PET SEMATARY TWO Add To My Top 10
Release Date: January 01, 1970
Runtime: 110 min.
Distributor: Paramount Pictures
Director: Mary Lambert
Producer: Richard Outten
Writer: Ralph S. Singleton
Address Comments To:
(LL, VVV, O, Ab, NN, SS) 21 obscenities & 8 profanities; woman electrocuted, man shoots dog, dog rips man's neck open, revived dead man rapes wife, vet saws skull off dog's corpse, cage full of kittens mangled by dog, man grinds child's face off with motorbike, dog chews on man's arm, man forces drill into open wound, & woman's eye carved out; Indian burial ground which brings dead people and animals back to life (a concept which also ridicules the new birth); mocking of prayer & soundtrack song which mocks death of Christ; upper female nudity; and, dream sequence in which dreamer has sex with dog-headed woman.
PET SEMATARY TWO is the story of two young boys who bring a dead dog and stepfather back to life with the occult power of an Indian burial ground. Burgeoning with blood, gore and occultism, PET SEMATARY TWO is a milestone in irresponsible filmmaking
Burgeoning with blood, gore, and occultism and admittedly aimed at young people, PET SEMATARY TWO is a milestone in irresponsible filmmaking. After young Jeff Matthews witnesses his mother being electrocuted to death, he and his father move to Maine. There, sheriff Gus shoots Drew's dog Zowie. Drew takes Zowie to an Indian burial ground beyond the old Pet Cemetery. That night, a fiery-eyed Zowie returns to life. On Halloween night, Zowie almost chews Gus head off. The boys bury Gus, who returns that evening. Although the undead sheriff and dog are frighteningly unpredictable, Jeff becomes possessed with the idea that he could bring his mother back in the same way Gus and Zowie came back.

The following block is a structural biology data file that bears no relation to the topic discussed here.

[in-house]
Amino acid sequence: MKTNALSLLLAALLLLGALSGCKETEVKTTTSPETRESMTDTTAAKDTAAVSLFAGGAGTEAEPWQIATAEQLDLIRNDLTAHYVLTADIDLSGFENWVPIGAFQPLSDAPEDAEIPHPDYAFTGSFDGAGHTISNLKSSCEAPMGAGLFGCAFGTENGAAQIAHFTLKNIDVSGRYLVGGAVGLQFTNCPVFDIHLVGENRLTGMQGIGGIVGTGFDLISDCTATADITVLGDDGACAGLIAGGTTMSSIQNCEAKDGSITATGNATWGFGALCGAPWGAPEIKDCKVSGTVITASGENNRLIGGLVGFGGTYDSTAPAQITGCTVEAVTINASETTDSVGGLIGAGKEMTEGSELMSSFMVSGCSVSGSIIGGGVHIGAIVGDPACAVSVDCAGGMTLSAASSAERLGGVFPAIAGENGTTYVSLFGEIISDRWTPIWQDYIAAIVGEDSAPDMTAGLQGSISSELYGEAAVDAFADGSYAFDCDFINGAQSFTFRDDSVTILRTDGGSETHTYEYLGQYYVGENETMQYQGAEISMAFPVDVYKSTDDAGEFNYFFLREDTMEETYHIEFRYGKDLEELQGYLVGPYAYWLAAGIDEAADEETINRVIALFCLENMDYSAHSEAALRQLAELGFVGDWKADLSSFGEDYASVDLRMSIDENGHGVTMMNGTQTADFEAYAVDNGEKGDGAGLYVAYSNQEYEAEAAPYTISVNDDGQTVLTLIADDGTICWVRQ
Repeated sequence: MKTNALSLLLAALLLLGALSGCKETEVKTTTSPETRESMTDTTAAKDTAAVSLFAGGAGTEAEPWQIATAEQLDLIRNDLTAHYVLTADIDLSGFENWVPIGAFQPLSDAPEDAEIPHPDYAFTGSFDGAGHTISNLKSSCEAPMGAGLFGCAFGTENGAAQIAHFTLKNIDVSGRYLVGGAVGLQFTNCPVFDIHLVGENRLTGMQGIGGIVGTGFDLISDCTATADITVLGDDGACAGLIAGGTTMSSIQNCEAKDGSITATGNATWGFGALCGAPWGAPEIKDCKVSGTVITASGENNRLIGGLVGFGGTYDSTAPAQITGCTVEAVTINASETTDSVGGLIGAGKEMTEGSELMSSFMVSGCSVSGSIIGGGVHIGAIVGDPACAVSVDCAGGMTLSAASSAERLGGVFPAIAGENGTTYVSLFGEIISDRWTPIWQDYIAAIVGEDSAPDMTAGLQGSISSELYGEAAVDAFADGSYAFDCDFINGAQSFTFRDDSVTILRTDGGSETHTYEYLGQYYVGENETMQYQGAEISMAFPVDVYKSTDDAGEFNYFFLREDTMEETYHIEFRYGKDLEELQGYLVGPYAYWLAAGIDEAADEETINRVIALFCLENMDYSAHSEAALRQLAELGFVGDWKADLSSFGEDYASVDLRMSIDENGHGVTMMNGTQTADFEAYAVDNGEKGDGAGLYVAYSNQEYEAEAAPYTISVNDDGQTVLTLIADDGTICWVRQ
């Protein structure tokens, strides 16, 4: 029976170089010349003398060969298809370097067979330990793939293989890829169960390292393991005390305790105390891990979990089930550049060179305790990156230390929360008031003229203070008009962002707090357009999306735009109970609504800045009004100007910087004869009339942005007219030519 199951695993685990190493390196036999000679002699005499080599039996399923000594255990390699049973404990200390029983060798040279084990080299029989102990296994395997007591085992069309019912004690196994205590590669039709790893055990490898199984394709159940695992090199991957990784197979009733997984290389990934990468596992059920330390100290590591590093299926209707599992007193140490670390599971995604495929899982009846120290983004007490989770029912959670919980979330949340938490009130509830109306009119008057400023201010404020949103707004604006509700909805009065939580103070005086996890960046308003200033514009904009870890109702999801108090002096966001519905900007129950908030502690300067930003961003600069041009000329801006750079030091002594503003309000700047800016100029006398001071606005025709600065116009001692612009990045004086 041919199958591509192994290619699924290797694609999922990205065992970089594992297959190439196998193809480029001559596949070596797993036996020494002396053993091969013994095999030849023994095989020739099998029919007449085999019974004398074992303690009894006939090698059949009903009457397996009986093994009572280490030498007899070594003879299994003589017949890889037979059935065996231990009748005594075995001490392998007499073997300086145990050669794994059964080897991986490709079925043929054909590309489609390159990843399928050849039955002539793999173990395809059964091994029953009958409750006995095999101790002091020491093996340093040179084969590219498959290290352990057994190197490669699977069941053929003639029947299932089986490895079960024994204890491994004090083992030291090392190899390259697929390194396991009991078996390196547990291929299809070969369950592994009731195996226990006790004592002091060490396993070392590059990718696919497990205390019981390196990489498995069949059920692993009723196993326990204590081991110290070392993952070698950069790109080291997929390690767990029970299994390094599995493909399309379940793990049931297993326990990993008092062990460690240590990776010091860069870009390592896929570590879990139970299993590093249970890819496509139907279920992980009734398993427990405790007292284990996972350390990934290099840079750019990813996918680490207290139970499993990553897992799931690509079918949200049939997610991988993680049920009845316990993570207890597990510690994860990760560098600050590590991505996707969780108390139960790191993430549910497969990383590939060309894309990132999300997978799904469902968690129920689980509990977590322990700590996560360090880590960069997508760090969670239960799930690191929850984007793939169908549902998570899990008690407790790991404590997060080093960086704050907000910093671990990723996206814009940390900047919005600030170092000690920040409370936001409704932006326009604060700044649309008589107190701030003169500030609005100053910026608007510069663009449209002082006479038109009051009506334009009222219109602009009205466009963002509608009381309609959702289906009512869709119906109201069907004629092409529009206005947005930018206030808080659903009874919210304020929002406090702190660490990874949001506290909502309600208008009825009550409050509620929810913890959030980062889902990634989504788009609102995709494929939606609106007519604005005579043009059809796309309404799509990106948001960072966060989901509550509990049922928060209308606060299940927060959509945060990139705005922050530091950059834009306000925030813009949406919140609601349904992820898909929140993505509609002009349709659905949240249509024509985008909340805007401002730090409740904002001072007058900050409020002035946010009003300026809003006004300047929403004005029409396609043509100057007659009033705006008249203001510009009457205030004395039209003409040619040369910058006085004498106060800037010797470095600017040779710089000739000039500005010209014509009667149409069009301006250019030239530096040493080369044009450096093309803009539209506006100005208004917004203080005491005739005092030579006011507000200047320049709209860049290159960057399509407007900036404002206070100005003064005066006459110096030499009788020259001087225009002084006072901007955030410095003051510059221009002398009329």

PET SEMATARY TWO is short on memorable acting, but has moments of chilling cinematography. Distortions of spiritual truth include a forgery of eternal life in which lifeless bodies walk the earth and fulfill their appetites. In addition, the death of Jesus is mocked in a noisy rock song. Only a demented sense of reality could explain making a film that includes rape, child abuse and occultism and then calling it a cautionary parable as the director has. This movie was made to cash in on the morbid fantasies of pre-teens who should be unable to breach its R-rating, and it is an insult to anyone's intelligence to pretend that it has a redeeming message.